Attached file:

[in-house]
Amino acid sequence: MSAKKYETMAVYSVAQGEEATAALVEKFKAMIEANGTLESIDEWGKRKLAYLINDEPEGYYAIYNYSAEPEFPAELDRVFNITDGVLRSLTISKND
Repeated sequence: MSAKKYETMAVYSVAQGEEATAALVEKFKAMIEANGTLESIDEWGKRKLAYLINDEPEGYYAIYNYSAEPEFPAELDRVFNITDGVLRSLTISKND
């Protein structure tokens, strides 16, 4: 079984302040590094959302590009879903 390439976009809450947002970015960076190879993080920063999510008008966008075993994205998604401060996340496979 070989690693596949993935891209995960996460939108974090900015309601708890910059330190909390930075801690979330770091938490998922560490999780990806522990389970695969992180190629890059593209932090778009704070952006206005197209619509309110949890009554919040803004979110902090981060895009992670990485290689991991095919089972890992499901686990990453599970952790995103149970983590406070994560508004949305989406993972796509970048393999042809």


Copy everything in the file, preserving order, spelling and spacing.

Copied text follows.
[in-house]
Amino acid sequence: MSAKKYETMAVYSVAQGEEATAALVEKFKAMIEANGTLESIDEWGKRKLAYLINDEPEGYYAIYNYSAEPEFPAELDRVFNITDGVLRSLTISKND
Repeated sequence: MSAKKYETMAVYSVAQGEEATAALVEKFKAMIEANGTLESIDEWGKRKLAYLINDEPEGYYAIYNYSAEPEFPAELDRVFNITDGVLRSLTISKND
């Protein structure tokens, strides 16, 4: 079984302040590094959302590009879903 390439976009809450947002970015960076190879993080920063999510008008966008075993994205998604401060996340496979 070989690693596949993935891209995960996460939108974090900015309601708890910059330190909390930075801690979330770091938490998922560490999780990806522990389970695969992180190629890059593209932090778009704070952006206005197209619509309110949890009554919040803004979110902090981060895009992670990485290689991991095919089972890992499901686990990453599970952790995103149970983590406070994560508004949305989406993972796509970048393999042809």